US coronavirus: Now a pandemic, life for Americans has changed indefinitely

US coronavirus: Now a pandemic, life for Americans has changed indefinitely

And the National Institute of Health’s Anthony Fauci, one of the world’s foremost experts on infectious disease, told a congressional committee the testing system is not geared to the country’s needs, and “that is a failing.”

If it was possible to ignore the coronavirus before, that’s not the case anymore.

‘We have rung the alarm bell’

With US cases surpassing 1,400, Trump is suspending all travel from Europe into the US for a month, a ban that will only apply to foreign nationals and not to American citizens who have been screened before entering the US, his administration later clarified.

“We are marshaling the full power of the federal government and the private sector to protect the American people,” he said Wednesday evening. “This is the most aggressive and comprehensive effort to confront a foreign virus in modern history.”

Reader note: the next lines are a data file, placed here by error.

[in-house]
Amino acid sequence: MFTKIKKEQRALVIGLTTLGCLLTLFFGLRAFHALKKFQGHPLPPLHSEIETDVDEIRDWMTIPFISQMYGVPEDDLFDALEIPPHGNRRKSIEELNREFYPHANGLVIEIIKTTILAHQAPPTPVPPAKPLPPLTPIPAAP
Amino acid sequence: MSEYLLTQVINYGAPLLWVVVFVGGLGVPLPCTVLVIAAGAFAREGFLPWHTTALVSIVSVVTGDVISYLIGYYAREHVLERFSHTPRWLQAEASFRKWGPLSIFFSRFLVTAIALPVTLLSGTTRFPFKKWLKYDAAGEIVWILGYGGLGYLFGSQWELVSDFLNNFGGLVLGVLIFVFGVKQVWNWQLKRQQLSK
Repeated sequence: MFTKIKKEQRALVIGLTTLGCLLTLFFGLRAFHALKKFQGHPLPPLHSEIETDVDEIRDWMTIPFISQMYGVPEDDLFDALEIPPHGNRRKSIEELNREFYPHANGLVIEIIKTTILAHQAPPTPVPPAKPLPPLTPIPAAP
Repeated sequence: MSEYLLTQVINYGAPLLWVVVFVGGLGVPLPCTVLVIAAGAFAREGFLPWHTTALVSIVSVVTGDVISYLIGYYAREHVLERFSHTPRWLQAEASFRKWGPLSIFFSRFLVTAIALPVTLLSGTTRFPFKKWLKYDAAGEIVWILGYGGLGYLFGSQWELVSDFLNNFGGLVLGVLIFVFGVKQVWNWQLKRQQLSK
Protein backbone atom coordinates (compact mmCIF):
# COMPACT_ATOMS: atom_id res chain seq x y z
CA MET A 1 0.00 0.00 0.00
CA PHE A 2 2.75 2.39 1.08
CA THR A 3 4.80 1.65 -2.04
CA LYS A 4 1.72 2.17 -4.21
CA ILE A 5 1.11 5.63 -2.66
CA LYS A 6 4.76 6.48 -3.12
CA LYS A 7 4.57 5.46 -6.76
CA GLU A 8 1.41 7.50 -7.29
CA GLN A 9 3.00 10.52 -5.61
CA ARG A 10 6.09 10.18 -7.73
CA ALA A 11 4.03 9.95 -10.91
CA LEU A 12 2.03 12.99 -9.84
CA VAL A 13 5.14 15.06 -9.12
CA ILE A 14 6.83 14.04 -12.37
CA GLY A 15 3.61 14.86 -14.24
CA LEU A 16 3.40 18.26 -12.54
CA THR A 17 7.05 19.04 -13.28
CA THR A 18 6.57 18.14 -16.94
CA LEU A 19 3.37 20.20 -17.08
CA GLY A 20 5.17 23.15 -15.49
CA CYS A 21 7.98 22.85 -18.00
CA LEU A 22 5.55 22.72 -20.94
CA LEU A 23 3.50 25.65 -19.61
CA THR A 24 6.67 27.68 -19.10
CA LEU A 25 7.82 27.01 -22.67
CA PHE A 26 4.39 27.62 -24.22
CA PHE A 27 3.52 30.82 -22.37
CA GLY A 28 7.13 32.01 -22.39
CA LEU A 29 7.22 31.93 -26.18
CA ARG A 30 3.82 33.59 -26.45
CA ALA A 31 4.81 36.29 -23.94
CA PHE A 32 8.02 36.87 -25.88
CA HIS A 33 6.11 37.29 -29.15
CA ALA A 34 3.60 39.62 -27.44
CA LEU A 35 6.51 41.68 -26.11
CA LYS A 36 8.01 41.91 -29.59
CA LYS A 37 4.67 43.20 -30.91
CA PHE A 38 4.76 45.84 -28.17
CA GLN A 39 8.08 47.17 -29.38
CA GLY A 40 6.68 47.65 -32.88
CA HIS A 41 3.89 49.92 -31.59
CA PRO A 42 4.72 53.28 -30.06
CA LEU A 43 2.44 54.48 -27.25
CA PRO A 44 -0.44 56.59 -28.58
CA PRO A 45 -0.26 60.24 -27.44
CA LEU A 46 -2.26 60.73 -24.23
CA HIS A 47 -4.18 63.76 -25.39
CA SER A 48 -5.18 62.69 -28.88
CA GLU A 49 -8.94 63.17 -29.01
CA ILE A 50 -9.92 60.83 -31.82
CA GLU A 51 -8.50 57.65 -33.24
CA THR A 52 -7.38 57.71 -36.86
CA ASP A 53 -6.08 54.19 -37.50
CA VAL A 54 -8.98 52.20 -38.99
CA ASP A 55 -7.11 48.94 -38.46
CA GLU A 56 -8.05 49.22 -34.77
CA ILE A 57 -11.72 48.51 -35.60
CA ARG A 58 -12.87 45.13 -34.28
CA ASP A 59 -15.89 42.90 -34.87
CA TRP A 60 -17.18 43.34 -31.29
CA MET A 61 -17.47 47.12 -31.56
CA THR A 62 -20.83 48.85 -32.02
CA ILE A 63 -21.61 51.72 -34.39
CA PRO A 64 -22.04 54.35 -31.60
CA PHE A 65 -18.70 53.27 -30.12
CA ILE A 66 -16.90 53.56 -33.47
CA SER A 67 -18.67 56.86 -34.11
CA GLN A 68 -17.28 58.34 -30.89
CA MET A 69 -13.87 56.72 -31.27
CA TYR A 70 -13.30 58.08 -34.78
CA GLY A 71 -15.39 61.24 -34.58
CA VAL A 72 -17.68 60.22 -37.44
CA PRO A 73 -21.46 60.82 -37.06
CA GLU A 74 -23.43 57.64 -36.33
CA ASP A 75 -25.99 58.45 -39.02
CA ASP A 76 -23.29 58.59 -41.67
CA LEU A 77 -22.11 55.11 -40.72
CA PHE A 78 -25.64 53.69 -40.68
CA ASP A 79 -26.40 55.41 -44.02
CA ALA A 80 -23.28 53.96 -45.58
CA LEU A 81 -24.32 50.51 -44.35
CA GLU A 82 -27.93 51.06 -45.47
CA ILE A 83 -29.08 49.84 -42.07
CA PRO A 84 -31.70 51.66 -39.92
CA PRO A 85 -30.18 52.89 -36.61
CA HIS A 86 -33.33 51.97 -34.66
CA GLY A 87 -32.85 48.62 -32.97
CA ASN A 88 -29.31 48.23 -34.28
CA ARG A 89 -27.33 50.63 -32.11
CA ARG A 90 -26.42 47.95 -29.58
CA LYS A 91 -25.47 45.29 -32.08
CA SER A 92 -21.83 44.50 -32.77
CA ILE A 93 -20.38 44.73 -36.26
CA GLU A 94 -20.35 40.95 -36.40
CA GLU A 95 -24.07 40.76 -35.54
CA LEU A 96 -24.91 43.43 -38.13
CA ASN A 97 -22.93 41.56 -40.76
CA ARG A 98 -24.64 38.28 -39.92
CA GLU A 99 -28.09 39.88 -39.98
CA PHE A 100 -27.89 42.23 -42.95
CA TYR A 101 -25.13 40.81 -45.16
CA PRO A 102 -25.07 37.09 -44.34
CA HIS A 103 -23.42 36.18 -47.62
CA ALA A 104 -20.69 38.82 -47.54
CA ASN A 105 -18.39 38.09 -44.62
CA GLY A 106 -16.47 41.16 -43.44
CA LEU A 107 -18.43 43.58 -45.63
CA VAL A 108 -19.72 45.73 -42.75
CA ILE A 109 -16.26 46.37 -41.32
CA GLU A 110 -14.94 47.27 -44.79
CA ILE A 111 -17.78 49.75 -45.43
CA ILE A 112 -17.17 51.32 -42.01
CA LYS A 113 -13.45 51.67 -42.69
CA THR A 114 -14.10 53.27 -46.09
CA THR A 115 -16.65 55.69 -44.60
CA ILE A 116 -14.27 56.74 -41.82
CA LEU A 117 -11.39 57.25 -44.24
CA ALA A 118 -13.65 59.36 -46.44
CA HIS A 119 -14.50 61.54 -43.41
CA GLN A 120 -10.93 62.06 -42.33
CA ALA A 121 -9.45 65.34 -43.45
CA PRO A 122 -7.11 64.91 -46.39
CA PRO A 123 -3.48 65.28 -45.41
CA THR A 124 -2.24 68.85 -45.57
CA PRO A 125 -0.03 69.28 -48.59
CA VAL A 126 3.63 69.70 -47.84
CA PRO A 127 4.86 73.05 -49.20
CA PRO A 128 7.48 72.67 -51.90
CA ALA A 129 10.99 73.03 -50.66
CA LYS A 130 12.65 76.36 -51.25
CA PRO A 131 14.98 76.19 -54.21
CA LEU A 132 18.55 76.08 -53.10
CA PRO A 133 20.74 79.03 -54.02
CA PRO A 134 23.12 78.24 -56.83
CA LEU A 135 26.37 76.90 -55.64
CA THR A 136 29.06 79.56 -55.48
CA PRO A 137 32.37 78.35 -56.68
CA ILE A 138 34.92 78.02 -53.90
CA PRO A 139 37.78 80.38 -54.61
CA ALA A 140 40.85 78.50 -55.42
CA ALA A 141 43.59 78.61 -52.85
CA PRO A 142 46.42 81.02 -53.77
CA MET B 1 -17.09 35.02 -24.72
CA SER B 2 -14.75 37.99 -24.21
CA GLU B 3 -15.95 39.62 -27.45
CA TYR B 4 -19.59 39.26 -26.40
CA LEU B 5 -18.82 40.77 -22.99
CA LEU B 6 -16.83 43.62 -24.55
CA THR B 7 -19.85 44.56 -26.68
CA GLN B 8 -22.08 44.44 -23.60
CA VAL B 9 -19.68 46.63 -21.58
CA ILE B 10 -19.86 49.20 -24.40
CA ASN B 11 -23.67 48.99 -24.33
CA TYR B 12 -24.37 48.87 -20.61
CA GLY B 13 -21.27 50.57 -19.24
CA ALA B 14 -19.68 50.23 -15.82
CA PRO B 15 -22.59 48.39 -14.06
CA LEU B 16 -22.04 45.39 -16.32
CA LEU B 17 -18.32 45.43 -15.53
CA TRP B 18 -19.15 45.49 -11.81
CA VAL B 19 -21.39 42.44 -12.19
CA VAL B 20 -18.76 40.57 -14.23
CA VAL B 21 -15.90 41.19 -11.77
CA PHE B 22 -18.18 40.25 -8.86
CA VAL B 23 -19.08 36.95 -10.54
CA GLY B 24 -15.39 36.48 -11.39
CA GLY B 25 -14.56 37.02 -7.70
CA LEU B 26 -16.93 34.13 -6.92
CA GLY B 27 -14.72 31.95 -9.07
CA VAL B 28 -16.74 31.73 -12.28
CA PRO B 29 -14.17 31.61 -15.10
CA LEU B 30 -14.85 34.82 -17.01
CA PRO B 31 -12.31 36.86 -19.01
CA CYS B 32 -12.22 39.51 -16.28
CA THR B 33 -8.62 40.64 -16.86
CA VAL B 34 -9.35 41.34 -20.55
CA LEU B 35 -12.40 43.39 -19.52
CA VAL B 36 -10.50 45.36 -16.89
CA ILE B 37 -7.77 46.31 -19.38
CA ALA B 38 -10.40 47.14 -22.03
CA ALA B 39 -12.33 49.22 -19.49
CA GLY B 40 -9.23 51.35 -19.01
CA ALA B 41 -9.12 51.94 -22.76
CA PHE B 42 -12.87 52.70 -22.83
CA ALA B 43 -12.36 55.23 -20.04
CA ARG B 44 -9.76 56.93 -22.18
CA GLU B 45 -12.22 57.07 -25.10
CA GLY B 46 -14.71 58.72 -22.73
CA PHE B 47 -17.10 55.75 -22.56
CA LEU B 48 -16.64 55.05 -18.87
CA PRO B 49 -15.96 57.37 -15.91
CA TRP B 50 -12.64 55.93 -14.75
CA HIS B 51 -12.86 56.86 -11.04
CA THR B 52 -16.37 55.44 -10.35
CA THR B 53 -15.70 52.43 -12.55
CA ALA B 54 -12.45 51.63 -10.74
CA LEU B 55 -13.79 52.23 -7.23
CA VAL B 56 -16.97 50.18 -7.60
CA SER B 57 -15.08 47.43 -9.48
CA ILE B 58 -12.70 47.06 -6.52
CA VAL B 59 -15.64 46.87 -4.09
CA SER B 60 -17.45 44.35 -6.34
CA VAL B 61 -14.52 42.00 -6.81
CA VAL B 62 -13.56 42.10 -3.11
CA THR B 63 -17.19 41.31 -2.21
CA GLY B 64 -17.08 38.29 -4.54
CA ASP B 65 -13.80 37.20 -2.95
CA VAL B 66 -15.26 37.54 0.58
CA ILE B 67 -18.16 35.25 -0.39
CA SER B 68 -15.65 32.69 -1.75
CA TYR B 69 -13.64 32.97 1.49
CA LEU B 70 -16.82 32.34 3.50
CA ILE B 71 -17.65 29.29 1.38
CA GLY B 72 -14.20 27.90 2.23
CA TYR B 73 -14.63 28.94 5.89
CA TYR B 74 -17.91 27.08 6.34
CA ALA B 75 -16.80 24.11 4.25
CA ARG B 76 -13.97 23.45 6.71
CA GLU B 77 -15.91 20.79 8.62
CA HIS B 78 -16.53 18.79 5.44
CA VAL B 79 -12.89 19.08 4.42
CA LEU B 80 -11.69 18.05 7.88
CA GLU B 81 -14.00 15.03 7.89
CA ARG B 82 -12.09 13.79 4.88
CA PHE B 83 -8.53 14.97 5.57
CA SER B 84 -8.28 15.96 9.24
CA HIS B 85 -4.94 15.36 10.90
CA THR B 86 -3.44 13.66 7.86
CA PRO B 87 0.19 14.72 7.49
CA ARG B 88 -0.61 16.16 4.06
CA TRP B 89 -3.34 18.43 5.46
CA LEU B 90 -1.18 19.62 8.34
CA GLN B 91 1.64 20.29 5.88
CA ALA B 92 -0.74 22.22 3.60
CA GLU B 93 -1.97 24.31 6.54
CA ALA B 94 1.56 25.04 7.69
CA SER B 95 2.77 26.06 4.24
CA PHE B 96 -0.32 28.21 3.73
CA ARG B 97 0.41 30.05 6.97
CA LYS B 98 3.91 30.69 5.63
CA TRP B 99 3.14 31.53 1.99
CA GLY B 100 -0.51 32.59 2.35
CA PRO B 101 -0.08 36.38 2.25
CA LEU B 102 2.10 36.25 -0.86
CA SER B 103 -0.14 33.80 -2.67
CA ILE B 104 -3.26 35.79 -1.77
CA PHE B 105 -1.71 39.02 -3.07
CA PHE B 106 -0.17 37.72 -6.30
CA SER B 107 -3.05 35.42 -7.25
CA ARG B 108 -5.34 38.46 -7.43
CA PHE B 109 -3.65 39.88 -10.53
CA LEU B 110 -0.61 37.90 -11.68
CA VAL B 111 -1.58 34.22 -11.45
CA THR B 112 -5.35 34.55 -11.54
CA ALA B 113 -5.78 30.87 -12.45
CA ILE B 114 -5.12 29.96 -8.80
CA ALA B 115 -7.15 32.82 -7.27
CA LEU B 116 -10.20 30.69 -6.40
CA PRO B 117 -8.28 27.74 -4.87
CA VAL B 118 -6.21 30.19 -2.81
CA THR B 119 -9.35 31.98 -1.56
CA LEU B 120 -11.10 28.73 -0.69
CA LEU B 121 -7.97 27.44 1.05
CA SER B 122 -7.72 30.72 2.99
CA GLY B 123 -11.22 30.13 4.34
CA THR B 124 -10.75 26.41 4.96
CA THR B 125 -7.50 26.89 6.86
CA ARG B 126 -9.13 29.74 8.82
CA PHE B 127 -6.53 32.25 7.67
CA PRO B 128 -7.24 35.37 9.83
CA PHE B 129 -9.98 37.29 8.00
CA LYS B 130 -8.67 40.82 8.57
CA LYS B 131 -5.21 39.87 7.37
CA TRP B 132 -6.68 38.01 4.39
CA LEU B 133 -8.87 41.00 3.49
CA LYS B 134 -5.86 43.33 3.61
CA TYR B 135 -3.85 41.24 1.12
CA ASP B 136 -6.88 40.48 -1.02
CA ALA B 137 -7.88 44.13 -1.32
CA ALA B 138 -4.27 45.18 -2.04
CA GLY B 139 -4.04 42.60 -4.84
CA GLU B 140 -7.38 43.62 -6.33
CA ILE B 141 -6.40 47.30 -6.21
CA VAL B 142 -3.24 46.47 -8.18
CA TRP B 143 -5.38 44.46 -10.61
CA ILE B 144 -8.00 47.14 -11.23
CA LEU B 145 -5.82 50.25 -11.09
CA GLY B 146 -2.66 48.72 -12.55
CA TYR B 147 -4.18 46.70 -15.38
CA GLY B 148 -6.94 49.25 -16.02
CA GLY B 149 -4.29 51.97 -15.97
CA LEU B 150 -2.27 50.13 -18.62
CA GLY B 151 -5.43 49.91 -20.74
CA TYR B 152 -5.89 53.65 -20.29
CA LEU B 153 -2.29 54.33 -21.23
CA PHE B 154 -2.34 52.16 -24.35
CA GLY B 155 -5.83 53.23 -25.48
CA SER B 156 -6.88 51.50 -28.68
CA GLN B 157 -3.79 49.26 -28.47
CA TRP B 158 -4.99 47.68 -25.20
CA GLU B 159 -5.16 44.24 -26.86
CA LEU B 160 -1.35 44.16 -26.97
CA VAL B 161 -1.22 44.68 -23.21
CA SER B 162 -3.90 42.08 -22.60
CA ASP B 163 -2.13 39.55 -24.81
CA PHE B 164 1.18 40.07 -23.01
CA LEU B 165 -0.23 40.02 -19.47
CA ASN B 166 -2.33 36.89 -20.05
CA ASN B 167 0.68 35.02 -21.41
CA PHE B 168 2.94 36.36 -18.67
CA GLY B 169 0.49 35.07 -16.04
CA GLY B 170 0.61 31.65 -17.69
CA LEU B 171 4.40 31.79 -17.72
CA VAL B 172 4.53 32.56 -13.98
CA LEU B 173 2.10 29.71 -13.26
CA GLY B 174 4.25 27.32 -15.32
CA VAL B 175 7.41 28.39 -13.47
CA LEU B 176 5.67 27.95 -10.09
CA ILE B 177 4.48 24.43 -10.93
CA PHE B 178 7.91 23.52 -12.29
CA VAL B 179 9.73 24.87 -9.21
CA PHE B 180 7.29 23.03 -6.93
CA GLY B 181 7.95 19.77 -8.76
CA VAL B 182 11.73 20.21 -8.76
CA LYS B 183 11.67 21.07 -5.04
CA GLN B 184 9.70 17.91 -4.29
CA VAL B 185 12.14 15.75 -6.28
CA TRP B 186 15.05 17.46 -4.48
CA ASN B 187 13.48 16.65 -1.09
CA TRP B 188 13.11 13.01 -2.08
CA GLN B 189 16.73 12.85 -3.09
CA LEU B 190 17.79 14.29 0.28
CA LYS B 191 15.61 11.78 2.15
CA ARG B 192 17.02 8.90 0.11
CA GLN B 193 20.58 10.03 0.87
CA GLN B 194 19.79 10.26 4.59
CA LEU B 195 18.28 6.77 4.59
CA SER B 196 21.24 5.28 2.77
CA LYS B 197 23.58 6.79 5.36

The announcement came after the World Health Organization declared the virus a pandemic, saying the number of affected countries tripled in two weeks, with more than 118,000 cases and 4,290 deaths worldwide.
Airlines are scrambling to understand and implement new coronavirus travel restrictions

Health officials have “never before seen a pandemic that can be controlled,” the agency’s director-general, Tedros Adhanom Ghebreyesus, said.

“We have called every day for countries to take urgent and aggressive action,” Ghebreyesus said in a statement. “We have rung the alarm bell loud and clear.”